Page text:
“emissions increased from 26.301billion metric tonnes in 2002 to 33.158billion metric tonnes by 2010″

      Information on the burning of fossil fuels is based on data provided by governments and industry. Does anyone really believe that even the Chinese and Indians themselves know how much fossil fuel is being burned in their economies on an annual basis?

      The U.S. can’t even get its own unemployment or inflation numbers correct.

      It just seems to me that people are all enthused about accepting levels of uncertainty that support their own position, but less interested in the topic when it might conflict with their existing views.

    • I would not use cooling, but neutral, since that is what it is. Questions would be should this period be cooling, but not because of more CO2, If not, then climate shifts have warming, neutral and cooling modes with possibly a more cooling mode with a higher average temperature and a more warming mode with a lower average temperature.

    • You can see periodic cooling regimes in an otherwise upward trend.
      There are a large number of reasons for this. Why? because the climate is determined by more than one variable. Gavin put the figure at around 13? years, I’ve seen 15 years.. Judith suggests 17 years.

      It depends on many factors including the fundamental noise in global measures.. That alone can give you 10 year stretches with no warming..

      • steven mosher

        These “periodic cooling regimes in an otherwise upward trend” have been limited to periods of 9 years or less (1979-1987) since the mid-century cooling cycle ended around 1976 and the beginning of the “widely acknowledged ‘climate shift'” [IPCC AR4, Ch.3, p.240].

        The latest “lack of warming” has lasted statistically since early 1998, so a bit more than 13 years.

        But it will apparently only become “statistically significant” if it lasts 17 years, so we still have a few years to wait.

        Just a question: do you think if it really lasts 17 years, the “goalpost” for “statistical significance” will be shifted?

        Max

    • Loehle & Scafetta (2011) and others are modeling a ~60 year PDO type cycle with ~30 years of cooling to about the 2030s. See “Easterbrook”, PDO or AMO
      However, Ed Fix has a fascinating model of solar cycles based on the barycenter, that is predicting several short cycles.

      So guess we may need to multiply Santer et al.’s 17 years x 1.2 to 2. to about 20 to 30 years to account for PDO – unless someone can predict the next Krakatoa and consequent Volcanic Winter.

      Let the Climate Games continue.

  29. Judith,

    I’ve already accused you, and your husband, of trying to pass off your family pet as a monster. You don’t seem to like hard core denialists bringing sky-dragons into the argument, so why copy their lead?

    If you want to say, as you have, that IPCC confidence limits need to be widened, and there is a 16.6% chance of 2x CO2 climate sensitivity being higher than 6 deg C, then of course that’s fine; but, why do you feel a need to use allegorical associations?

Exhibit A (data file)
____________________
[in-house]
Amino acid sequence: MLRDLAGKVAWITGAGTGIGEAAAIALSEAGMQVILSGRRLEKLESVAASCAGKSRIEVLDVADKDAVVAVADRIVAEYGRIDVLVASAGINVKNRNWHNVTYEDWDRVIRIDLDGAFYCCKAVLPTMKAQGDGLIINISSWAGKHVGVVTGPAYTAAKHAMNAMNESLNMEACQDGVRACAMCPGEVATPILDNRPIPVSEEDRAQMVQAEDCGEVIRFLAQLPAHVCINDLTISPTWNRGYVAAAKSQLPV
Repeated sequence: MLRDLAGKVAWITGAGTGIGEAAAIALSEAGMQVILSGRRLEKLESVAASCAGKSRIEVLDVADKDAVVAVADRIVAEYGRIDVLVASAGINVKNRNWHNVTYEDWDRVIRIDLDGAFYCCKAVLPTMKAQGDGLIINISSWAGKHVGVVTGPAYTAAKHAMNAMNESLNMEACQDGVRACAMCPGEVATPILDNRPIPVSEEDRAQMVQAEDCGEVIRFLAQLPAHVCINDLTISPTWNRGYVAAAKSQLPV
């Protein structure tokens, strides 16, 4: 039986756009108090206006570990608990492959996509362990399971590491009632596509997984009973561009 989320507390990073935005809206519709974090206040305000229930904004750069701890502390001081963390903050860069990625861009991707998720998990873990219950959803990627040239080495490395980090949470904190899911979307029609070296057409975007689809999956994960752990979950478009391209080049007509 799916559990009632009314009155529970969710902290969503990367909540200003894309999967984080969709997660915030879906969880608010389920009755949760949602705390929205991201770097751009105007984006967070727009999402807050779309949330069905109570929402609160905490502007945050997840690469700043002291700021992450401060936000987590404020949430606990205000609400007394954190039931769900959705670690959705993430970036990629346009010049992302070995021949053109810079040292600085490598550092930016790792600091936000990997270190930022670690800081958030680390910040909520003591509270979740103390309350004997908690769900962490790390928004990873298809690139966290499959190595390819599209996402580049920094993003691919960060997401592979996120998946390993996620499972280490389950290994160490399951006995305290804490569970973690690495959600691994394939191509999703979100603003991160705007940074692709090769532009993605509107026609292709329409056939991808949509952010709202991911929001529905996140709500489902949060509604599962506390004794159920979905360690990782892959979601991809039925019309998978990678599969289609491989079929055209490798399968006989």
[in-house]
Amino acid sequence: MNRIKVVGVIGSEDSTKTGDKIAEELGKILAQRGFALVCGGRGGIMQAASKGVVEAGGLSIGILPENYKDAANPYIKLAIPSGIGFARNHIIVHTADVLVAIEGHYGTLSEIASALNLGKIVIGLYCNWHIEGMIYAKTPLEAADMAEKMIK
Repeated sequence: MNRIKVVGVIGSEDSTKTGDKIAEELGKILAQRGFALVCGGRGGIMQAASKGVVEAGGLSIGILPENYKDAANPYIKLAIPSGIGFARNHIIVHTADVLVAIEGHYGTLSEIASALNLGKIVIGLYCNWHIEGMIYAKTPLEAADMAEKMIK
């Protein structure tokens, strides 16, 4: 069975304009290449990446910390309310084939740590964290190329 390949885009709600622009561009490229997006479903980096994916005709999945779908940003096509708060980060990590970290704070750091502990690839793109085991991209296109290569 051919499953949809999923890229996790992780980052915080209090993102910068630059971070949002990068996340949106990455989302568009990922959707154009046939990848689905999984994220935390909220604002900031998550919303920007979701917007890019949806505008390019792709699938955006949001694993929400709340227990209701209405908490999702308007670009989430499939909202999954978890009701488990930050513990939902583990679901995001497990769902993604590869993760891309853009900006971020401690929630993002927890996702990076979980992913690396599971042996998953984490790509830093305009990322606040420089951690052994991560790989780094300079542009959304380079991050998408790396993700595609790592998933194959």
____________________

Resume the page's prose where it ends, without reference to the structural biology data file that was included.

• I suppose you could ask the same question of ‘the world has a fever’, the ice is in a death spiral, we have a ‘greenhouse’ effect, C02 is a control knob. Merchants of doubt….If you haven’t noticed our thought is metaphorically structured. I’ll recommend a book “metaphor’s we live by” You might recognize one of the authors.

      Metaphors work best when they allow you to structure or understand the “less well known” with categories from the “more well known.” As for your suggestion.. there is no logical requirement for Judith to move from a description of how we handle uncertainty (using a metaphor) to an actual number.

    • I think the skydragon is a wonderful metaphor, it just that their physics is incorrect.

      How does my statement about widening the IPCC confidence limits imply a 16.6% chance of climate sensitivity greater than 6C? you seem to have missed my main point. The uncertainty is too great for a pdf and statistical uncertainty. We know unambiguously the sign of the sensitivity. We can put some broad bounds on it, but the point of my argument is that trying to come up with a mean and standard deviation, given the uncertainties, is misleading. I’ve written entire posts on this topic.

      • Nor do we know the sign of the sensitivity if we are talking about the actual possible future climate, as opposed to a theoretical construct. My monster taxonomy would include monster confusions such as this one, as well as uncertainties. The fact that CO2 is a GHG does not mean it has to warm when CO2 levels rise. Saying the sign is unambiguous seems to imply that it does have to warm. This is the fundamental confusion in the debate, abstraction versus reality.

      • How can we be positive of the sign of the sensitivity for a system with a region of instability? In general, sensitivity is positive, but with the potential of a glacial operating point, the upper boundary is somewhat limited. If we were operating from the glacial set point, the sensitivity would be definitely be positive and the upper boundary more uncertain.

      • I am not completely sure if we can claim to know unambigously the sign of sensitivity.

        http://pielkeclimatesci.wordpress.com/2011/02/08/new-paper-climate-stability-and-sensitivity-in-some-simple-conceptual-models-by-j-bates/

        Quote from the paper: “Some unexpected outcomes are found in this case. These include the possibility of a negative global average temperature response to a positive global average forcing, and vice versa.”

        That sounds very much like the possibility of a negative sensitivity, no matter how strange and counterintuitive that may appear …

      • Judith,

        You ask: “How does my statement about widening the IPCC confidence limits imply a 16.6% chance of climate sensitivity greater than 6C?”
        Earlier this year: